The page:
On my Kubuntu 14.04 system I'm trying to manage keys with my SSH agent, but somehow it appears to ignore my ssh-add commands. Look at this below and you'll see what I mean.

  1. List the current keys

    ⟫ ssh-add -l
    2048 60:6f:58:ef:7c:b0:ec:94:fb:fa:59:21:86:3d:fc:4c gert@e6230 (RSA)
    

    This key is loaded at boot time, but I expected some ECDSA key, not RSA. I don't know this key...

  2. Remove the key from the agent.

    ⟫ ssh-add -D
    All identities removed.
    

    yey! But... is it?

    ⟫ ssh-add -l
    2048 60:6f:58:ef:7c:b0:ec:94:fb:fa:59:21:86:3d:fc:4c gert@e6230 (RSA)
    

    What the hell? It just lies to me.

  3. What's going on here?

    ⟫ env | grep -i ssh
    SSH_AUTH_SOCK=/run/user/1000/keyring-eDJggO/ssh
    

    Let's see what process is running that socket.

    ⟫ sudo fuser -u /run/user/1000/keyring-eDJggO/ssh
    [sudo] password for gert: 
    /run/user/1000/keyring-eDJggO/ssh:  9434(gert)
    ⟫ ps -p 9434 u
    USER       PID %CPU %MEM    VSZ   RSS TTY      STAT START   TIME COMMAND
    gert      9434  0.0  0.0 292528  7192 ?        Sl   00:05   0:00 gnome-keyring-daemon [...]
    

    What the hell is GNOME keyring doing on my KDE system? Shouldn't KDE wallet be my SSH agent here?

This leads to more questions than answers and I'm left with a non-functional ssh-agent.

On another system I don't observe this behaviour and I fail to find a configuration difference. Both have only KDE installed and the packages installed are nearly identical (managed by Puppet).

NOTE: is not an answer solving the root issue. Please provide a new answer if you think you can solve the root cause. You really have to read on why my solution is just an ugly hack.


Here's an explanation on what happens at boot time, identifying the culprit.

Using KDM (or LightDM) as log in manager, an X session is spawned for you upon logging in. The log in manager allows you to select an X session (e.g. GNOME, KDE Plasma, etc.) based on those available in your system. The directory /usr/share/xsessions contains the files for each of those desktop environment installed and your user specific choice is saved in ~/.dmrc.

While the desktop environment loads after logging in, it loads all scripts in /etc/X11/Xsession.d/. On a Kubuntu 14.04 system I see /etc/X11/Xsession.d/90x11-common_ssh-agent there by default, initialising an SSH agent. As expected. Great!

In practice however we see different things. Where does gnome-keyring-daemon come from then and why is the regular ssh-agent not started? Well, the GNOME keyring is started in two ways:

  • XDG autostart, in /etc/xdg/autostart/gnome-keyring-ssh.desktop
  • As an Upstart session job in /usr/share/upstart/sessions/gnome-keyring.conf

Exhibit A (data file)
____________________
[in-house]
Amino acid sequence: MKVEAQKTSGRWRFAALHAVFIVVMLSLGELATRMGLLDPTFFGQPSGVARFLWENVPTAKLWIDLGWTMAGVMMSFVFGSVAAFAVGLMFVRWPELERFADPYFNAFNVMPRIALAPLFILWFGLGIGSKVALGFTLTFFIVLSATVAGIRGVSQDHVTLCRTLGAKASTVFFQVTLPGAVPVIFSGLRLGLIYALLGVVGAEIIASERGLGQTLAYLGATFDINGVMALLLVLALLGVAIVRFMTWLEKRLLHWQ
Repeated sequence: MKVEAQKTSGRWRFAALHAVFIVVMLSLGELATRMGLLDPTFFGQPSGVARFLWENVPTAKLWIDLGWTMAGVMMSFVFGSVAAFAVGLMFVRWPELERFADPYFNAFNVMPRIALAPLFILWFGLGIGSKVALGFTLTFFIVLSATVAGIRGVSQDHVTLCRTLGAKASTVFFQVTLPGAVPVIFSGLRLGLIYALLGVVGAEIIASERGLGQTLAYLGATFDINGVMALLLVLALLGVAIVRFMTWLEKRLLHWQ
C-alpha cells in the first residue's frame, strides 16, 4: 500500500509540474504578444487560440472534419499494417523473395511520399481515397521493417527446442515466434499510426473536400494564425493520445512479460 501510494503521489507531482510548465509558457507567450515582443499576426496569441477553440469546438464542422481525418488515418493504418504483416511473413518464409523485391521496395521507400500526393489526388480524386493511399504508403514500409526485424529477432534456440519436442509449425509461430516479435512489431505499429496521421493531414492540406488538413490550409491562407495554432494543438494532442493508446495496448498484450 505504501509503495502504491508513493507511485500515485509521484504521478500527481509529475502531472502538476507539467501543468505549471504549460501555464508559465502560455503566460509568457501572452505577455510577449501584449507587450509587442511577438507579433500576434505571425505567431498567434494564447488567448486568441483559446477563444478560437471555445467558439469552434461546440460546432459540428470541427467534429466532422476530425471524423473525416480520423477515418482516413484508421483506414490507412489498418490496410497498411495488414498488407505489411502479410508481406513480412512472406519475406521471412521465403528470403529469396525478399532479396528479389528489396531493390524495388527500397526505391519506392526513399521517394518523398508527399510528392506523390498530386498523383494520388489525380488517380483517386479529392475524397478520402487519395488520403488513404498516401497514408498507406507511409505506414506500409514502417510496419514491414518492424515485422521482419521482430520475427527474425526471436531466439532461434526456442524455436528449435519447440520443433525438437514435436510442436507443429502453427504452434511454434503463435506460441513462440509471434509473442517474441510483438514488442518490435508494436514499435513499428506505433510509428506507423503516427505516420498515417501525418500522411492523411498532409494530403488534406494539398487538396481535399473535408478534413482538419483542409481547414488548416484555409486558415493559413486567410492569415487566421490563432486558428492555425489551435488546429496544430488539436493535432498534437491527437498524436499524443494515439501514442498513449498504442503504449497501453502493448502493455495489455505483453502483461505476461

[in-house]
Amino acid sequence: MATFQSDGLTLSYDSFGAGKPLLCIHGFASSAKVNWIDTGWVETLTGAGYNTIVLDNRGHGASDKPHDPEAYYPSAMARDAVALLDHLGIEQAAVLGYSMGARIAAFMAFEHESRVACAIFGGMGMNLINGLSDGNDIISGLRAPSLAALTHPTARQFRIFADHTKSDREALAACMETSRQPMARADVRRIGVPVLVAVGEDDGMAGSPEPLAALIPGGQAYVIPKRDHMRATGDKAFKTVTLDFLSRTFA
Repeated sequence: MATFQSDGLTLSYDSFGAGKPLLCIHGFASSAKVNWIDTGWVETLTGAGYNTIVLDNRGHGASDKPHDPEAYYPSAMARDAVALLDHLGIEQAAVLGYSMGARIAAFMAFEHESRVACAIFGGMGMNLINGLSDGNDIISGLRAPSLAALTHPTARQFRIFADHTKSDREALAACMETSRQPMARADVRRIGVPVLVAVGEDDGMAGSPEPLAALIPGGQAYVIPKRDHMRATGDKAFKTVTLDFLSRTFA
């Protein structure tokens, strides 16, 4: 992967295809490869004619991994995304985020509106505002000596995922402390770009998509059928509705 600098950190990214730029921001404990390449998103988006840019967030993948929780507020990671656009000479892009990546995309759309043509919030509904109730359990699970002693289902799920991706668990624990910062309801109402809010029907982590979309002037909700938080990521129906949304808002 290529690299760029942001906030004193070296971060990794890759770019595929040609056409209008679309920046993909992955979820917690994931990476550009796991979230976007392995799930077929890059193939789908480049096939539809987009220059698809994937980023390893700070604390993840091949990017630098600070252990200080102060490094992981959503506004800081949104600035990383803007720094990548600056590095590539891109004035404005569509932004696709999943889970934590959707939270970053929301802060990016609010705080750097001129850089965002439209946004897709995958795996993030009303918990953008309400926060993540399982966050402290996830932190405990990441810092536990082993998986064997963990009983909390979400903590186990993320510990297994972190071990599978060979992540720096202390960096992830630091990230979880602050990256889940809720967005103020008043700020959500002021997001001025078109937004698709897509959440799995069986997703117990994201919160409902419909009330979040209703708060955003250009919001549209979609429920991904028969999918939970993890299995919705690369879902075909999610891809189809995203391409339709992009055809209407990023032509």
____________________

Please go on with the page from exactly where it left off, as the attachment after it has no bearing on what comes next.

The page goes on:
All scripts are first checking the environment values whether they will proceed. E.g.

[ -z "$SSH_AUTH_SOCK" ] || [ -z "$GPG_AGENT_INFO" ] || { stop; exit 0; }

This makes it a sort of race condition which SSH agent is actually started. First one wins. Brace for more nasty bits.

How come it works at one machine reliably and it doesn't reliably at another? The X session upstart jobs are only started when the DESKTOP_SESSION environment variable is whitelisted for it in /etc/upstart-xsessions, handled by /etc/X11/Xsession.d/00upstart. KDM allows one to set a Desktop environment 'Default' (default in ~/.dmrc), effectively kde-plasma, but not appearing kde-plasma.

With Session=kde-plasma:

⟫ echo $DESKTOP_SESSION
kde-plasma

With Session=default in a KDE Plasma desktop:

⟫ echo $DESKTOP_SESSION
default

This is plain wrong. And you can guess now why it fails the whitelist check against /etc/upstart-xsessions.

Quick fix for running terminal session

killall gnome-keyring-daemon && eval `ssh-agent`

Conclusion

It appears that one can hit a bug with all Upstart session jobs not being started at all. Another bug prevents proper interfacing with the GNOME keyring SSH agent (or ssh-add should complain and fail). Oh I hate you, bugs.

Once I find time to do some research on what is exactly supposed to do what, I'll file the bug reports.

For now I decided to just 'use' the Upstart bug and prevent Upstart session jobs from running by setting Session=default. I'm not sure how much this breaks, but so far I haven't seen anything falling apart.

The root cause is the appearance of GNOME keyring in the first place and which should not lie to me and keep offering wrong keys.

  • 1
    Looking through /usr/share/upstart/sessions/gnome-keyring-ssh.conf indicates that echo 'X-GNOME-Autostart-enabled=false' >> ~/.config/autostart/gnome-keyring-ssh.desktop should block at least that route of running gnome-keyring's ssh support. I'm in the process of trying that. – jyasskin Mar 29 '15 at 21:51
  • 1
    That worked, probably since bugs.launchpad.net/ubuntu/+source/gnome-keyring/+bug/1387303 was fixed. – jyasskin Mar 29 '15 at 22:09

I always end up sudo apt-get remove --purge gnome-keyring anyway, followed with a restart. ubuntu-sso depends on it but I don't use that, so no worries.

ssh-agent seems to just work as it should afterwards.

I realize this is an old thread. I am using xubuntu 16.04. Seems the bug is still there. I installed seahorse to manage the keys and that worked.

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